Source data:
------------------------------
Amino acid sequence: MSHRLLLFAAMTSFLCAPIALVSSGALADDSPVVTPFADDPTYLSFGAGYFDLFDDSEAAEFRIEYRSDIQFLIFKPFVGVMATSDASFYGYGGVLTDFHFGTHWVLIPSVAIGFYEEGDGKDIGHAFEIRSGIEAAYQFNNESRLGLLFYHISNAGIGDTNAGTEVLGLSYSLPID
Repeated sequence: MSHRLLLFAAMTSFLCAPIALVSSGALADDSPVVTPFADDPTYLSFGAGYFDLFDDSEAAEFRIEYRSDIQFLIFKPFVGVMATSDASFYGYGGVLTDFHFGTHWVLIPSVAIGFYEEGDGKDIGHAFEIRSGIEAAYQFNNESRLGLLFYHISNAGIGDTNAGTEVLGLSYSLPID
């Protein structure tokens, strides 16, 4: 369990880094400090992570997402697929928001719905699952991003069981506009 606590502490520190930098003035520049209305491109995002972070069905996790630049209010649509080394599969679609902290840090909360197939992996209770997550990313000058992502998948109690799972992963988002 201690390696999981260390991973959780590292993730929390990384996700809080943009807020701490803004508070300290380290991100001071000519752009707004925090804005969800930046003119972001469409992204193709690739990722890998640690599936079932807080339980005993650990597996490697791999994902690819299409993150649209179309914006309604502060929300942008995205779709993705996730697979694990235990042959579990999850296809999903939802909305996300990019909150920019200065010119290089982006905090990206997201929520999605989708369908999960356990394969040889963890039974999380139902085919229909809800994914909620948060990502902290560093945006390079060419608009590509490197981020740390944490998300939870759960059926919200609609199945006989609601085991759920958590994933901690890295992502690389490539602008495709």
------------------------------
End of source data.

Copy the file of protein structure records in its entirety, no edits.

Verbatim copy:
Amino acid sequence: MSHRLLLFAAMTSFLCAPIALVSSGALADDSPVVTPFADDPTYLSFGAGYFDLFDDSEAAEFRIEYRSDIQFLIFKPFVGVMATSDASFYGYGGVLTDFHFGTHWVLIPSVAIGFYEEGDGKDIGHAFEIRSGIEAAYQFNNESRLGLLFYHISNAGIGDTNAGTEVLGLSYSLPID
Repeated sequence: MSHRLLLFAAMTSFLCAPIALVSSGALADDSPVVTPFADDPTYLSFGAGYFDLFDDSEAAEFRIEYRSDIQFLIFKPFVGVMATSDASFYGYGGVLTDFHFGTHWVLIPSVAIGFYEEGDGKDIGHAFEIRSGIEAAYQFNNESRLGLLFYHISNAGIGDTNAGTEVLGLSYSLPID
């Protein structure tokens, strides 16, 4: 369990880094400090992570997402697929928001719905699952991003069981506009 606590502490520190930098003035520049209305491109995002972070069905996790630049209010649509080394599969679609902290840090909360197939992996209770997550990313000058992502998948109690799972992963988002 201690390696999981260390991973959780590292993730929390990384996700809080943009807020701490803004508070300290380290991100001071000519752009707004925090804005969800930046003119972001469409992204193709690739990722890998640690599936079932807080339980005993650990597996490697791999994902690819299409993150649209179309914006309604502060929300942008995205779709993705996730697979694990235990042959579990999850296809999903939802909305996300990019909150920019200065010119290089982006905090990206997201929520999605989708369908999960356990394969040889963890039974999380139902085919229909809800994914909620948060990502902290560093945006390079060419608009590509490197981020740390944490998300939870759960059926919200609609199945006989609601085991759920958590994933901690890295992502690389490539602008495709």